Even by his own macabre standards, Alfred Hitchcock surpassed himself in his penultimate feature, Frenzy. Marking a sense of homecoming for the director, the film’s dark London setting renders the film as one of his most shocking and unforgiving. There’s a disturbing sense of recognition throughout due in part to Hitchcock’s use of some very recognisable locations, albeit when central London was a place of markets and industry. The very character of the city comes to haunt Frenzy, as if its sheer grimy opulence and messiness aids the vicious crimes committed by its chief villain.
In the film, the swinging optimism that gripped the city in the previous decade has dissolved into nihilism as the streets are plagued by a spate of sex murders, the killer’s signature being strangulation by necktie. The sexual revolution combined with the patriarchy has formed a social, psychotic monstrosity.
We follow Richard (Jon Finch), a down-and-out ex-serviceman who appears at first to match the killer’s description and behaviour. When his ex-wife Brenda (Barbara Leigh-Hunt) is found dead moments after Richard was spotted visiting her, the man is forced to go on the run through the gutters of London. How long will it be before the police catch him or, more importantly, before the real killer cannot resist his urges and strikes again?
In the opening shot, Hitchcock uses London for a magnificently underhand ploy. A helicopter shot slowly follows the Thames along through Tower Bridge, the docklands of the city still looking atmospheric but the music and a postcard mark in the corner marking it as a seemingly picturesque, pleasant film.
This turns sharply and shockingly towards the actual reality of the film within moments when the body of a naked woman is found floating in the river’s murky water. The city in Hitchcock’s film is vile but also breathing and excitedly alive. Every wall seems stained, crumbling or marked, the boozers and pubs are grim and filled with greasy drinkers, and the streets are littered with rubbish and lost souls.
It’s as unforgiving a portrait of the city as cinema has ever dared produce. Within this is essentially the crux to Hitchcock’s film and Anthony Schaffer’s script too. Some of its casual, light dialogue feels incredibly disturbing in today’s light but it aids the film, not least in that so many of the men on screen express the same sort of misogyny that they only perceive as legitimately manifesting as violence via the necktie murderer. As one character knowingly suggests, “All blokes are that sort of bloke…” Malice is on every street corner.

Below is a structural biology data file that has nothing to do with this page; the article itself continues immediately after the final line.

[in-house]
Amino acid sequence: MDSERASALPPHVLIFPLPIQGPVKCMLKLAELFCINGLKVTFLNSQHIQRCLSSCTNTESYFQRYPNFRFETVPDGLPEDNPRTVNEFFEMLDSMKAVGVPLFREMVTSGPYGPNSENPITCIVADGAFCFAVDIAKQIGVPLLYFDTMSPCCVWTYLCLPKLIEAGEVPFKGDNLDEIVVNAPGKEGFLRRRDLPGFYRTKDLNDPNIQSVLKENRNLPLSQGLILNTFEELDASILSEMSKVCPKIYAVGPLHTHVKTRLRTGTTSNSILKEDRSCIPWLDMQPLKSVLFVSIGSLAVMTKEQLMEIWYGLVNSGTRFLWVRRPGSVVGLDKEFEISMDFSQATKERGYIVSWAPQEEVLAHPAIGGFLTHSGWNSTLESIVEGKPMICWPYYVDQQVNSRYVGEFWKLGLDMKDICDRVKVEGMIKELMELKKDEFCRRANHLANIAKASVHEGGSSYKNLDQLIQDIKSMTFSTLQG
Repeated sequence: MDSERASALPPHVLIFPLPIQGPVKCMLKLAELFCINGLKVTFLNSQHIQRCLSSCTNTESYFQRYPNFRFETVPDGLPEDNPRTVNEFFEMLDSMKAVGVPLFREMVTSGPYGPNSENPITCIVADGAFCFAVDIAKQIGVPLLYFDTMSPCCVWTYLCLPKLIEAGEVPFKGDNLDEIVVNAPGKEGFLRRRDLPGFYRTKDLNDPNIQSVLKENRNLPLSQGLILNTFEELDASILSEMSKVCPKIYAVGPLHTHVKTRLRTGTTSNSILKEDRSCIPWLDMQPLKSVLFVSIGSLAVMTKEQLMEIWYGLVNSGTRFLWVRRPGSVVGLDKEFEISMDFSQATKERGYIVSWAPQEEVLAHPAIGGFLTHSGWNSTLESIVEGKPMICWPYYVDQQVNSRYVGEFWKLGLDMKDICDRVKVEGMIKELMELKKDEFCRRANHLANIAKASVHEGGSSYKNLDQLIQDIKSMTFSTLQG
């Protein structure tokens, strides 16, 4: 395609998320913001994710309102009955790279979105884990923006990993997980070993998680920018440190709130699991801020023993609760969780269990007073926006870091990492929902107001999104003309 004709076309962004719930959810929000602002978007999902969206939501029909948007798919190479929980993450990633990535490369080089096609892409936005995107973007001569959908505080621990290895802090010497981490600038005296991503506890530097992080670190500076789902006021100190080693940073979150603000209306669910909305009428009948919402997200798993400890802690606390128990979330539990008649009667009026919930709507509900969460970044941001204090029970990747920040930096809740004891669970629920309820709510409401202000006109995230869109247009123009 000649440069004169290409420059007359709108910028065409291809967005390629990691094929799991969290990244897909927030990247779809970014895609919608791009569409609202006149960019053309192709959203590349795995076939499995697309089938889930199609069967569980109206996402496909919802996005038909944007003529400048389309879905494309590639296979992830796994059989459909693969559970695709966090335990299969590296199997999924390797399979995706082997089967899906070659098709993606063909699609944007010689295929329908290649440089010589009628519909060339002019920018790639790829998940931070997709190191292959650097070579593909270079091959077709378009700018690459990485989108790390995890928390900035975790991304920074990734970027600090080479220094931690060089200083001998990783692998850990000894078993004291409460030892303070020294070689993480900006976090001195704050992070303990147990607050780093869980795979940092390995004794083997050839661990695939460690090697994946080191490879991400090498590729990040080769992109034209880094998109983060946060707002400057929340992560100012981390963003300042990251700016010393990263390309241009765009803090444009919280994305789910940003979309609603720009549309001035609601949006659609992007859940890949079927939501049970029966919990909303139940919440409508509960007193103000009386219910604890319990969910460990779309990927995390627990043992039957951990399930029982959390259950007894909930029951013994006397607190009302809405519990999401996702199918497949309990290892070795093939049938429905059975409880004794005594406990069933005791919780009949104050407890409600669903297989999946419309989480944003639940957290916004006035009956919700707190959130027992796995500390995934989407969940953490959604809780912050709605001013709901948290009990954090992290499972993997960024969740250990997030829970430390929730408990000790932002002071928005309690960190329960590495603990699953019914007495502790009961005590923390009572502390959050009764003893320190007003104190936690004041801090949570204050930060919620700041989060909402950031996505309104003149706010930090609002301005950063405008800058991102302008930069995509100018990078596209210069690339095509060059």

Filming extensively around Covent Garden when it was still a functioning market, Hitchcock was, in a way, revisiting his own personal experiences. Being the son of a greengrocer, he would have undoubtedly had experience of the market and its vibrant, bustling characters. Frenzy captures its last gasp before it was eventually moved to the other side of the Thames to Nine Elms only a few years later. Being at the centre of the film allows the director to sketch and create small dramas around the area, a place of transit and working people that is a far cry away from its status today as a square of luxury branded shops and tourist friendly street performers.
One scene from the countless uses of this setting stands out, perhaps ultimately as a last hurrah for the director’s innovative eye before his decidedly average final film, Family Plot. We see the real killer about to strike again, the pathos for the viewer unbearable as Richard’s only hope and true friend Babs (Anna Massey) is unsuspectingly lured into the killer’s flat. We instantly cut to a set showing the dingy building, following the pair upstairs.
Before we can follow them further, the camera tracks back down the stairs and out of the building. For a film that has some of Hitchcock’s most relentlessly voyeuristic, gratuitous scenes of the violence towards women, the decision to not show the killing reveals an unusual but refreshing reserve on the director’s part.
The camera continues on through the set until initially out of the doorway and a cleverly angled edit on the shoulders of a passing walker cuts to the real Covent Garden location. It’s a technique Hitchcock used throughout his career, from the travelling car shots of The 39 Steps to the various cuts that weave together seamlessly in Rope. The shot here adds to the sense built throughout the film that behind London’s closed doors is a quiet but endlessly lurid potential; that dark secrets are hiding almost in plain sight, masked unnervingly well by the everyday architecture and character of the city.
The house still stands today at 3 Henrietta Street, right on the corner of Covent Garden where once a hub of Victorian publishing houses sat alongside the market. The majority of the stalls have gone and the atmosphere has changed beyond recognition but the building is exactly as it was. Next door is a branch of the celebrity favoured restaurant, The Ivy, and even the building next door is now a luxury clothes shop.
In spite of this, there’s still something eerie about the building, ultimately because the director showed the possibility of something horrific lying in wait, even behind the most earnest and respectable of facades.
With thanks to Polaroid Originals.
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